Too much straying from the original story. 

Some fantastic scenes, some feel like just fodder, they are so poorly written. 

Mat and Perrin have really weak story lines. 

Big deal, Perrin's eyes glow. But he doesn't look menacing, by any means. 

The best thing so far for me are the cold starts, the costumes, the music, and the depiction of the OP, except for the case of Rand, which really didn't display the power of the Dragon Reborn. 

CGI not very good. 

Tar Valon was beautiful, but the Two Rivers, and Fal Dara were so so, as was the mining town. 

Overall, the season was decent, but I hope it gets better.

A group of no more than 20 Whitecloaks? How menacing, lol. 

The show has potential, and shows hints of greatness, followed by lackluster writing, special effects, and acting. 

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Just started watching season 2 of The Witcher yesterday, and boy does it put Amazon's (loosely based on) The Wheel of Time series to shame. The difference in quality is just staggering in terms of special effects, the sets (i.e. everything doesn't look like painted styrofoam), and overall production quality.

 

The stories in The Witcher have also been changed and adapted to fit the TV series format, but instead of taking the "let's bring our fan fiction writing kids to work day" route, they actually used competent writers with knowledge and respect for the source material – it's a gutsy move, but it might just pay off. That way, you don't get stuck with insanely apparent and embarassing mistakes, such as calling Lews Therin Telamon "the Dragon Reborn". Whoops...

 

It also allows you to avoid insanely stupid decisions, such as having completely untrained characters perform immensely powerful and difficult magic by accident. It's like you saving your best friend by accidentally performing open heart surgery just because you really, really love her and held her hard enough in your arms while emitting a gut-wrenching "Noooooooo!" – it just doesn't happen.

 

Based on episode 7 it actually looked like they were at least gonna end the season half-decent, but the last episode really burried any chance of that six feet deep. Jebus Christ, what on earth are they doing...

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Moraine is no longer bond to the vows she once made.

so she can tell the others Rhand is a live.

she can tell lies as many as she likes 🙂

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I think a lot of people love the book series so much that they are not willing to cut the show some slack with everything they were hit with, reduction in number of episodes and time lengths, actors leaving, and a global pandemic. 

 

Hopefully Season 2 will have a smoother production and we can see what their vision is moving forward. 

 

As someone who has seen a lot of adaptations, from comics, games, and books, this is one of the better ones. But then again, maybe us nerds are spoiled with entertainment and now have a high bar for expectations.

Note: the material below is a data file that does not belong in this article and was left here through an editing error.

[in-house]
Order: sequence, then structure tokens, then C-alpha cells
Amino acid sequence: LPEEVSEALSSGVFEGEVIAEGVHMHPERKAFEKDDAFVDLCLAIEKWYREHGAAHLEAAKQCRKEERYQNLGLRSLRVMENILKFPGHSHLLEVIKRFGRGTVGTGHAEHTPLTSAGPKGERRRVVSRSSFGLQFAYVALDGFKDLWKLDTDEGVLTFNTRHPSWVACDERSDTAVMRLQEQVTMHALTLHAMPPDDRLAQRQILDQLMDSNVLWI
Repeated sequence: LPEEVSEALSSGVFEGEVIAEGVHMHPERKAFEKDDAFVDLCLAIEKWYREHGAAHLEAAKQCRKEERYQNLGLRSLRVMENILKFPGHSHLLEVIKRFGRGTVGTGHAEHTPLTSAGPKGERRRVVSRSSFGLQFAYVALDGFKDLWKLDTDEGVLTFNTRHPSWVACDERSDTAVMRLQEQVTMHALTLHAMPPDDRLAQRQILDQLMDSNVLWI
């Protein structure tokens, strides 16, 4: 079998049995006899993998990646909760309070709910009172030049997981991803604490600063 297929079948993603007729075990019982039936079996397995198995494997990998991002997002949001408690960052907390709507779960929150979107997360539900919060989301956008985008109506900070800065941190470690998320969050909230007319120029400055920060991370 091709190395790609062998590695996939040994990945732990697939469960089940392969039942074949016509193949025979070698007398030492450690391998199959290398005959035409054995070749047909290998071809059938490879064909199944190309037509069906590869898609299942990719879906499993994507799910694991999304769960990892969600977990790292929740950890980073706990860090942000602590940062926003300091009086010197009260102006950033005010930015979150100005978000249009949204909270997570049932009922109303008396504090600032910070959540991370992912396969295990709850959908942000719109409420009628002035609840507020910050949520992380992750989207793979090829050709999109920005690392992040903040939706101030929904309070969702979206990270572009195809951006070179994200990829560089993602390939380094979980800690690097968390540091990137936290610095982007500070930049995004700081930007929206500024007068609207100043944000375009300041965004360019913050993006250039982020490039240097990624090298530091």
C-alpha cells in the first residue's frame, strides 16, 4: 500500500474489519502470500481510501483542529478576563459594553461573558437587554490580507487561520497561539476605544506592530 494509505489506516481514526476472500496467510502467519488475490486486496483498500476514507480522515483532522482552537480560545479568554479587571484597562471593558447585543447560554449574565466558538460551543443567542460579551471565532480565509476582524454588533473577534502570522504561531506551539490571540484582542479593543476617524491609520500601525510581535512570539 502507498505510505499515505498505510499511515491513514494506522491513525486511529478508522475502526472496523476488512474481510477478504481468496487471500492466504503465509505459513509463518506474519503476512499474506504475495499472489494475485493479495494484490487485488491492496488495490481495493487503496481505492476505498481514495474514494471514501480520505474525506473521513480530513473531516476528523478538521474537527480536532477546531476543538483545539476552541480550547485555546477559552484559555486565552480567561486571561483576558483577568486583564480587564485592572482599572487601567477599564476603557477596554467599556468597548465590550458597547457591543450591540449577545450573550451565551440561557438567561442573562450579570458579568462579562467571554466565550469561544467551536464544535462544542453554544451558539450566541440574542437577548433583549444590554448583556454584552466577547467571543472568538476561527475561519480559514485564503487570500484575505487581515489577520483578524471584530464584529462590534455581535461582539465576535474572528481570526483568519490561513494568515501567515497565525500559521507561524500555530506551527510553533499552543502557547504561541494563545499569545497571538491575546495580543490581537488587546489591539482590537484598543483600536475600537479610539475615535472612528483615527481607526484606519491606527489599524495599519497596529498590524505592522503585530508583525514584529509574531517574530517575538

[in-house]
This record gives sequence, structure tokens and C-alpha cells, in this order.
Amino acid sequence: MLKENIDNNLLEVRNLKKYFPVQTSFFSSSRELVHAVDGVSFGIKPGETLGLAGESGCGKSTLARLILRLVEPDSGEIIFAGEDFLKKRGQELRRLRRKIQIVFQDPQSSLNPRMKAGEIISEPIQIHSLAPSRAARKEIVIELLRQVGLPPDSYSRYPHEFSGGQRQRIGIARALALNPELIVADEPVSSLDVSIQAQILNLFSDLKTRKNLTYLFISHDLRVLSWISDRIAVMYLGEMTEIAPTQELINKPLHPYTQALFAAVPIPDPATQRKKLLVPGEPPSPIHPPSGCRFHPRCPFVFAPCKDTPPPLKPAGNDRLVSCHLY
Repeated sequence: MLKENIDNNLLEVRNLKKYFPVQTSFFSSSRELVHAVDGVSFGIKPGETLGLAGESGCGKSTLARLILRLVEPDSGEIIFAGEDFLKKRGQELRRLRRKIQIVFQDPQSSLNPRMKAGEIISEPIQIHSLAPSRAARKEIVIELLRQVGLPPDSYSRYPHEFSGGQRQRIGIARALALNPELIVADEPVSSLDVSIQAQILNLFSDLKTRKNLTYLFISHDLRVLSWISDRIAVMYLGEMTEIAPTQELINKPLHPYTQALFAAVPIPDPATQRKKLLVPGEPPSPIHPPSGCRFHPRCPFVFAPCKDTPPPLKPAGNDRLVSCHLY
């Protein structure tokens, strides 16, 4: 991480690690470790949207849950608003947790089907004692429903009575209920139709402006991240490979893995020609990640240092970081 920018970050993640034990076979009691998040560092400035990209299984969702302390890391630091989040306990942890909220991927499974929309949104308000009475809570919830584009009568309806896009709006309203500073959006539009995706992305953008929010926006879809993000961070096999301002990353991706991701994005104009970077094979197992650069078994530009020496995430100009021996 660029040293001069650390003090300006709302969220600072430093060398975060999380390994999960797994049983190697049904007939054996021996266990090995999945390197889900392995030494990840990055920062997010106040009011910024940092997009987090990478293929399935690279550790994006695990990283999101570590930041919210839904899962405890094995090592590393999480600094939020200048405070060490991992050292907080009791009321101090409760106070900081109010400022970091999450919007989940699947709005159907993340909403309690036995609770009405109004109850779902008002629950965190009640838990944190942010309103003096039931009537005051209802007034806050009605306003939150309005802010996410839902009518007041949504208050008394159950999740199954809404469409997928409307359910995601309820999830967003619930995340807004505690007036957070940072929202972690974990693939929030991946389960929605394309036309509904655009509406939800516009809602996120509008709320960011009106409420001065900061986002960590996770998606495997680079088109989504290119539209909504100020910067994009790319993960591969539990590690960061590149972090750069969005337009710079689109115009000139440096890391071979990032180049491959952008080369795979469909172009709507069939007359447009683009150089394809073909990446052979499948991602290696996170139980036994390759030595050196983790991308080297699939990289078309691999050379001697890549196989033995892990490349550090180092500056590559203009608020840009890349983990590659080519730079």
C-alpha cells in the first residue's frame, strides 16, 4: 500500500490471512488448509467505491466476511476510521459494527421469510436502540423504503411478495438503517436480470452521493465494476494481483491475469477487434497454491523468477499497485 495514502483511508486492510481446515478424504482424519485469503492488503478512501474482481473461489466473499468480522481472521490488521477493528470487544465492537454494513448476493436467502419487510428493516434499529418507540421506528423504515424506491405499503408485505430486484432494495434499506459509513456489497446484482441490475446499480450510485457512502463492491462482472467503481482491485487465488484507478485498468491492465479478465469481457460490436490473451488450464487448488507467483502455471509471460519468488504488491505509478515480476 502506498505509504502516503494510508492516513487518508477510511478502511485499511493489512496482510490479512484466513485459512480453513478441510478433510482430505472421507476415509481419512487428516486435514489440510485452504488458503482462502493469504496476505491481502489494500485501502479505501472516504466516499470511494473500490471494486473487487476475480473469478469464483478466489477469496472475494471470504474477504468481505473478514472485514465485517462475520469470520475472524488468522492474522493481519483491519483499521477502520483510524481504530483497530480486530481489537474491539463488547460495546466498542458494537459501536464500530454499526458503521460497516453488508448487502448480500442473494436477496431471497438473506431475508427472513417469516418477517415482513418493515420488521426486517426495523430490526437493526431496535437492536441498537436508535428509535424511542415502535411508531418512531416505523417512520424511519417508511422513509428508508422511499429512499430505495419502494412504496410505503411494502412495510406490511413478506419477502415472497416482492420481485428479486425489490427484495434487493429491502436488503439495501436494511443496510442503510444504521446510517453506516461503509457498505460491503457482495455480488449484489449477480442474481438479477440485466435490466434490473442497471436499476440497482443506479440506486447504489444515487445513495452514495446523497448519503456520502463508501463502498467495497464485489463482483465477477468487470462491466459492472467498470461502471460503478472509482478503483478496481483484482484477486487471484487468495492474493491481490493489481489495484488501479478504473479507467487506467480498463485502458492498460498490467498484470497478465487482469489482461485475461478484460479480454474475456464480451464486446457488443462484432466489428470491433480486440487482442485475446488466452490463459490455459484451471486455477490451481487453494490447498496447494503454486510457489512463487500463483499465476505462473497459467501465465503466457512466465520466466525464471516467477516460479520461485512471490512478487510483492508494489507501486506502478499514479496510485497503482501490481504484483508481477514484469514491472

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It's hard for me to watch the politicizing of an epic story that had become; and still is, a big part of my late teens and early adulthood. (was,where)

 

Episode 1 and (3,4) IMHO where stimulating for me as the show got off nicely due to good site selection, CGI, Ms Pike, and a much better representation of the OP and Trollocs then I expected.  Episode (3,4) for the introduction of Thom, of course, and the dramatic depiction of the Farm House Fade scene where Thom then vacates for the remainder of the season.

 

I've read numerous scorching reviews from book fans and no need to be redundant. There are plenty of blatant guffaws to point out, in conjunction with nubile writing/directing and just plain, good old fashion bad acting. What can I add? First off, let me just thank the light it was Brandon Sanderson who finished the books because I can now see how bad a different selection could have gone.  In rewatching season one I noticed the only high points for me where in comparison to the low points, or when the narrative was closest to the source material.  Anyone else feel the need to duck from all the would-be, poorly camouflaged, red herrings thrown out?  Cartoon-ish dramatization.  Rosamund Pike was rightly hailed as the bright spot with the kid portraying Rand (sorry I never bothered to retain his IRL name) second. The first five minutes of 102, with the introduction of the White Cloaks was one thing I forgot I enjoyed because it was overshadowed by the direction filming took their Arc and the Perrin, Eg, barking dogs VS halloween ghost, escape scene.

 

Comparing the adaptation to the source material is entirely unfair, as is comparing a professor to his pupils. Felt very much like poor fan fiction.  That's me being generous.  Expect an early exit for the series if season two doesn't produce a miracle.  Nothing in season one was an improvement for this reader/watcher over book/season one "Eye of the World," and unless Egwene can now heal death and raises RJ from the dead, or maybe Min can channel up a gateway for Brandon, then the fan base this group of wannabes inherited; and who ballooned the ratings for this premier season, will vacate and look eerily similar to the final scene of the final episode.  And I think we all know who that Tsunami is going to hit.